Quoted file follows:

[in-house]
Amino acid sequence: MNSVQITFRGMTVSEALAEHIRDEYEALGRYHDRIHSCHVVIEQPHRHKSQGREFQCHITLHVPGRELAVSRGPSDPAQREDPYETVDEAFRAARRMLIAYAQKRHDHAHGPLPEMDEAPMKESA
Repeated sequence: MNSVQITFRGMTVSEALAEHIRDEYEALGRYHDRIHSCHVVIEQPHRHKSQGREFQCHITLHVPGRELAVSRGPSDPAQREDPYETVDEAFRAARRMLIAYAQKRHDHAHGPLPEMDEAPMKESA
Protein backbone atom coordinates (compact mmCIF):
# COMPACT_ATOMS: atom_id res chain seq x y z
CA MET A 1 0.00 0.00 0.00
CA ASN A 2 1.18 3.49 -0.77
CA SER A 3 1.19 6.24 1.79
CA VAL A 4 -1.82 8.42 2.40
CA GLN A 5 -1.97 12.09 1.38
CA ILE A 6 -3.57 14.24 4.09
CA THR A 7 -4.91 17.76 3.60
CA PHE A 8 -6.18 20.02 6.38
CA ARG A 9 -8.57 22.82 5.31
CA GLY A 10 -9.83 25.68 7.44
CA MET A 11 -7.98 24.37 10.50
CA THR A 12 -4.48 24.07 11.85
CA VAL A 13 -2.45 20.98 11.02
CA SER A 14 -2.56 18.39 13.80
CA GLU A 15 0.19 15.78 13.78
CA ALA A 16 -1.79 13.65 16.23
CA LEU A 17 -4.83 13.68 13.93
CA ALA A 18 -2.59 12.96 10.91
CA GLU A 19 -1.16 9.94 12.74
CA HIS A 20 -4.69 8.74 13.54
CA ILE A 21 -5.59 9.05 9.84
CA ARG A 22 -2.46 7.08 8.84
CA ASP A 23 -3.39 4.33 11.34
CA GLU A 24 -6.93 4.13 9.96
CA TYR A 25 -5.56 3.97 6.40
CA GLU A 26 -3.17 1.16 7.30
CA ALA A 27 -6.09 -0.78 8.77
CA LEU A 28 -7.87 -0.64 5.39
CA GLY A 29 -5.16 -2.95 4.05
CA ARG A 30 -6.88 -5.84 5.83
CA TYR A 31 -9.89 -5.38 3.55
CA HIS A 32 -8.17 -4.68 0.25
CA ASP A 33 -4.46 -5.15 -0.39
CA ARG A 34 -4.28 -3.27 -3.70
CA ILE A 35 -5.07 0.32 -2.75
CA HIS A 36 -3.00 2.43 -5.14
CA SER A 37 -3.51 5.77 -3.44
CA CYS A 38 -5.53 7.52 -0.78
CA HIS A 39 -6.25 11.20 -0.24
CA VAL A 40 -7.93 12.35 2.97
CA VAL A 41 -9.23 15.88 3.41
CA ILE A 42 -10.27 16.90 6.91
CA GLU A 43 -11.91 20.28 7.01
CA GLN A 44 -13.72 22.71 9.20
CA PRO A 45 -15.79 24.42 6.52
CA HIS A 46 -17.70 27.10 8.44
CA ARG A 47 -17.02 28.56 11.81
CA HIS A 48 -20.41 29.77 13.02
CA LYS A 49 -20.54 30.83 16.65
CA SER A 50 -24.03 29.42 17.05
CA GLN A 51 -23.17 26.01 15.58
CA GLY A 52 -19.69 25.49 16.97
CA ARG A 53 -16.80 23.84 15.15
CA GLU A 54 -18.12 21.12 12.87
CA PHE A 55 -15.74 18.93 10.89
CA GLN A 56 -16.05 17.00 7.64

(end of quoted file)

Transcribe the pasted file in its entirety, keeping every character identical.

[in-house]
Amino acid sequence: MNSVQITFRGMTVSEALAEHIRDEYEALGRYHDRIHSCHVVIEQPHRHKSQGREFQCHITLHVPGRELAVSRGPSDPAQREDPYETVDEAFRAARRMLIAYAQKRHDHAHGPLPEMDEAPMKESA
Repeated sequence: MNSVQITFRGMTVSEALAEHIRDEYEALGRYHDRIHSCHVVIEQPHRHKSQGREFQCHITLHVPGRELAVSRGPSDPAQREDPYETVDEAFRAARRMLIAYAQKRHDHAHGPLPEMDEAPMKESA
Protein backbone atom coordinates (compact mmCIF):
# COMPACT_ATOMS: atom_id res chain seq x y z
CA MET A 1 0.00 0.00 0.00
CA ASN A 2 1.18 3.49 -0.77
CA SER A 3 1.19 6.24 1.79
CA VAL A 4 -1.82 8.42 2.40
CA GLN A 5 -1.97 12.09 1.38
CA ILE A 6 -3.57 14.24 4.09
CA THR A 7 -4.91 17.76 3.60
CA PHE A 8 -6.18 20.02 6.38
CA ARG A 9 -8.57 22.82 5.31
CA GLY A 10 -9.83 25.68 7.44
CA MET A 11 -7.98 24.37 10.50
CA THR A 12 -4.48 24.07 11.85
CA VAL A 13 -2.45 20.98 11.02
CA SER A 14 -2.56 18.39 13.80
CA GLU A 15 0.19 15.78 13.78
CA ALA A 16 -1.79 13.65 16.23
CA LEU A 17 -4.83 13.68 13.93
CA ALA A 18 -2.59 12.96 10.91
CA GLU A 19 -1.16 9.94 12.74
CA HIS A 20 -4.69 8.74 13.54
CA ILE A 21 -5.59 9.05 9.84
CA ARG A 22 -2.46 7.08 8.84
CA ASP A 23 -3.39 4.33 11.34
CA GLU A 24 -6.93 4.13 9.96
CA TYR A 25 -5.56 3.97 6.40
CA GLU A 26 -3.17 1.16 7.30
CA ALA A 27 -6.09 -0.78 8.77
CA LEU A 28 -7.87 -0.64 5.39
CA GLY A 29 -5.16 -2.95 4.05
CA ARG A 30 -6.88 -5.84 5.83
CA TYR A 31 -9.89 -5.38 3.55
CA HIS A 32 -8.17 -4.68 0.25
CA ASP A 33 -4.46 -5.15 -0.39
CA ARG A 34 -4.28 -3.27 -3.70
CA ILE A 35 -5.07 0.32 -2.75
CA HIS A 36 -3.00 2.43 -5.14
CA SER A 37 -3.51 5.77 -3.44
CA CYS A 38 -5.53 7.52 -0.78
CA HIS A 39 -6.25 11.20 -0.24
CA VAL A 40 -7.93 12.35 2.97
CA VAL A 41 -9.23 15.88 3.41
CA ILE A 42 -10.27 16.90 6.91
CA GLU A 43 -11.91 20.28 7.01
CA GLN A 44 -13.72 22.71 9.20
CA PRO A 45 -15.79 24.42 6.52
CA HIS A 46 -17.70 27.10 8.44
CA ARG A 47 -17.02 28.56 11.81
CA HIS A 48 -20.41 29.77 13.02
CA LYS A 49 -20.54 30.83 16.65
CA SER A 50 -24.03 29.42 17.05
CA GLN A 51 -23.17 26.01 15.58
CA GLY A 52 -19.69 25.49 16.97
CA ARG A 53 -16.80 23.84 15.15
CA GLU A 54 -18.12 21.12 12.87
CA PHE A 55 -15.74 18.93 10.89
CA GLN A 56 -16.05 17.00 7.64